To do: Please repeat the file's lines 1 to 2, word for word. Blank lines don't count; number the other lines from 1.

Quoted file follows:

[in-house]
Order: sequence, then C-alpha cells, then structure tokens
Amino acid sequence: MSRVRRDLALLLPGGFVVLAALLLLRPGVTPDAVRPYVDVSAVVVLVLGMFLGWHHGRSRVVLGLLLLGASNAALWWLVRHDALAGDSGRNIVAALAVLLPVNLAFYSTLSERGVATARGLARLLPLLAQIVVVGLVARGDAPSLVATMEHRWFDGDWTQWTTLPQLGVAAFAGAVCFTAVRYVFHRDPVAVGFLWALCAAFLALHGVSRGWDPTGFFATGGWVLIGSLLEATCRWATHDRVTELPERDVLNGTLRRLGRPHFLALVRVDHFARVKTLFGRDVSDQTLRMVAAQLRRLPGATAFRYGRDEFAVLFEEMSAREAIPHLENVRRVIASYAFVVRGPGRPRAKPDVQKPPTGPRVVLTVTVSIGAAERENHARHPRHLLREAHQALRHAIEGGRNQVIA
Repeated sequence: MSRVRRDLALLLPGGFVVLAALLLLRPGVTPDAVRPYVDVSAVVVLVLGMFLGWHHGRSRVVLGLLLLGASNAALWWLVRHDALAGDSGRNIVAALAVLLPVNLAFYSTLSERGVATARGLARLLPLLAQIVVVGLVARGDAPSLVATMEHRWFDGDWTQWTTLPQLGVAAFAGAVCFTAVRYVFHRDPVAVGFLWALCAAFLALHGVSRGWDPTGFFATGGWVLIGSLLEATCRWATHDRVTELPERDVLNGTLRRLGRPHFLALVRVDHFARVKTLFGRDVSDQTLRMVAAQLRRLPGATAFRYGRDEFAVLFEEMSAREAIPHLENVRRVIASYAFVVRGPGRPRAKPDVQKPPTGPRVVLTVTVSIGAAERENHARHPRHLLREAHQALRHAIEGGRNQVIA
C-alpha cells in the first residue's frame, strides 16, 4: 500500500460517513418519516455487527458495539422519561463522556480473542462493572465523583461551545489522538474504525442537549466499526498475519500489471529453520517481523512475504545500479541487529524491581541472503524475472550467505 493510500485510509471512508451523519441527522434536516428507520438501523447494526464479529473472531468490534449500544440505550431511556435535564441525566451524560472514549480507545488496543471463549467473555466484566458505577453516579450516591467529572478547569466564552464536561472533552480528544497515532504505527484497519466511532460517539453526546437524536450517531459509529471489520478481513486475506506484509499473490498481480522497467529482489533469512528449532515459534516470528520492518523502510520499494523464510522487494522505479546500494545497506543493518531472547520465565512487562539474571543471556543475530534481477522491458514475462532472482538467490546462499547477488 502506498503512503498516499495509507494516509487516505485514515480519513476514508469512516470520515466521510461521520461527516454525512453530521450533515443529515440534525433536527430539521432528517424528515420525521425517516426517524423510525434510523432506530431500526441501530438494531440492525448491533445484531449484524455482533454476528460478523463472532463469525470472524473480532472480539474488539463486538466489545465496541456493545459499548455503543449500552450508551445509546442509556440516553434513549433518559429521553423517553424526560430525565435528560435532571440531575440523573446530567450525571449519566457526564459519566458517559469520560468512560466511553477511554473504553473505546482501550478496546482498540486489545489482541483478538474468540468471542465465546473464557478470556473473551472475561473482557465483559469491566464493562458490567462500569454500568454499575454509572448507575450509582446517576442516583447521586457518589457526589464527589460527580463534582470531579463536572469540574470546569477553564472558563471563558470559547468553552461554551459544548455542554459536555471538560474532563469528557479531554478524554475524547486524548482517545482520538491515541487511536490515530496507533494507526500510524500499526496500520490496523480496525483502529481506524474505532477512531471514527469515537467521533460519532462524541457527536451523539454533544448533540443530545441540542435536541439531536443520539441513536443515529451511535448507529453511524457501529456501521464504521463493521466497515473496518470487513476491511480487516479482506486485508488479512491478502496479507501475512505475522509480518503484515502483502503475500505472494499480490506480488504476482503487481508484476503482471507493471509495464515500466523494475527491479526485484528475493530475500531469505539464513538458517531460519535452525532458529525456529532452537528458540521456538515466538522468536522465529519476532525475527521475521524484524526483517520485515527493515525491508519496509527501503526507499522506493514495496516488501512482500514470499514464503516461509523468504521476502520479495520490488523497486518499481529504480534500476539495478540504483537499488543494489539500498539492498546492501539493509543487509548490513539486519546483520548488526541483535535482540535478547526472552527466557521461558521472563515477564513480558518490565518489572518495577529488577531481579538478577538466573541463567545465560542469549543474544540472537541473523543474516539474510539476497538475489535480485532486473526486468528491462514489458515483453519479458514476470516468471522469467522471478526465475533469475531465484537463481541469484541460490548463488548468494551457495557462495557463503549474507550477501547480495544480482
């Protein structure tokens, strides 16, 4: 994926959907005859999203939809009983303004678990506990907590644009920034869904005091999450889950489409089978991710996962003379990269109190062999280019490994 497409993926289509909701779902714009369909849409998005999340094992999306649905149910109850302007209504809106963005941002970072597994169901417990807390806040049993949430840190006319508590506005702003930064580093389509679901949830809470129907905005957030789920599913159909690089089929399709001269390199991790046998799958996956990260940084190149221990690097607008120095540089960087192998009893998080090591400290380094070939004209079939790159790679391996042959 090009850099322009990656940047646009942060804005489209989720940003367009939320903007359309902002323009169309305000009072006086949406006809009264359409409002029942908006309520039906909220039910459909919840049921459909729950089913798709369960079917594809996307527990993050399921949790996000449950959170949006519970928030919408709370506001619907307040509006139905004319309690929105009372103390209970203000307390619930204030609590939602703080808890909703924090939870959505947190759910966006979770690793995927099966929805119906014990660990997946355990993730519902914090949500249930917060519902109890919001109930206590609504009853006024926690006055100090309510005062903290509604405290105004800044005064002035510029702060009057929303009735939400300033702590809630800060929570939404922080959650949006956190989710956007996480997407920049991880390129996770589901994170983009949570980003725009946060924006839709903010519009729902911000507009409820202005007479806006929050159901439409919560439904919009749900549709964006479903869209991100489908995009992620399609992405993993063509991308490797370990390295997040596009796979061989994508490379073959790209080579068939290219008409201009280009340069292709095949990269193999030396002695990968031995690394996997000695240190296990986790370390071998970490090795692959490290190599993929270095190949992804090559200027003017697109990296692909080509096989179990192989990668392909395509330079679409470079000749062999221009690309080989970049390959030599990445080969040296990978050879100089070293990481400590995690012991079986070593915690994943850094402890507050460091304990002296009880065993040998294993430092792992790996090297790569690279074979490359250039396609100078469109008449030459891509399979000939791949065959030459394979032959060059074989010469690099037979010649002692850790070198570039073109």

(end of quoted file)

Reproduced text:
[in-house]
Order: sequence, then C-alpha cells, then structure tokens